When many people think of oil and natural gas production, they think of states like Texas, Pennsylvania, California and New York. While many wouldn’t think of Kentucky as a hub for energy production, the state has a growing oil and natural gas industry. According to the Kentucky Division of Oil and Gas, 165,000 wells have been drilled in the state since 2009 for production purposes. Natural gas and oil consultants like David Stewart understand that Kentucky’s energy production industry is only going to continue to grow.
Let’s take a closer look at the history of Kentucky’s oil and natural gas history.
The oil and natural gas industries date back to over 350 million years ago during the Ordovician and Devonian geologic periods. At this time, the limestone, dolomites and shale from which we extract our energy resources were formed. According to the Division of Oil and Gas, Kentucky’s oil is mostly produced from Mississippian limestone and sandstone that can be found in the state’s eastern and western regions. The Mississippian period is a subsection of the Carboniferous Period that occurred over 320 million years ago. In southern parts of the state you can also find Ordovician limestone and dolomites, which are used for the production of natural gas. Most of Kentucky’s natural gas production comes from Devonian black shale that is found in the eastern area of the state.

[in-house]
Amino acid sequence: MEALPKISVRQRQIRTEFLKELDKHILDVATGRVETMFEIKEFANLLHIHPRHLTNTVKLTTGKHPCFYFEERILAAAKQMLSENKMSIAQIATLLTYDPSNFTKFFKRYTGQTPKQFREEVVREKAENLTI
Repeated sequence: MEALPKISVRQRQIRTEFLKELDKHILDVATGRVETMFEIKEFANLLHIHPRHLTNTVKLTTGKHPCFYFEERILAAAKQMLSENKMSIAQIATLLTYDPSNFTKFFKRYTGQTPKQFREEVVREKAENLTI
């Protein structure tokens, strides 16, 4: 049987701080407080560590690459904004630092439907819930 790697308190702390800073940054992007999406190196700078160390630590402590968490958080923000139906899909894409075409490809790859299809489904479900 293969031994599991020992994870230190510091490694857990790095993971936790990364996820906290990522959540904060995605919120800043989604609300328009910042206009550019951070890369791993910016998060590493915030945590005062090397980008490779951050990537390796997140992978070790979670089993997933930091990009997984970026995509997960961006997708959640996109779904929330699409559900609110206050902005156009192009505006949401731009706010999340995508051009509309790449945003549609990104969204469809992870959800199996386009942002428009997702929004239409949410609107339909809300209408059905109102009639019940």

While the state had the resources to produce oil and natural gas for millions of years, the industry didn’t take off until the early 20th century when oil was found near Pellville, Kentucky. This discovery in 1919 led to the boom of oil production in western Kentucky. As more people from around the country found out about Kentucky’s energy resources, many moved to the state in hopes of buying oil rich land.
Then, after the oil rush, some people in Kentucky joined together and built organizations aimed at ensuring people would benefit from the newly discovered energy resources. The Western Kentucky Oil Men’s Association and Eastern Kentucky Oil Men’s Association both formed at this time. They later joined together to form the Kentucky Oil and Gas Association in 1930. Since then, the organization has prompted many regulations to ensure the safely and profitability for all parties involved.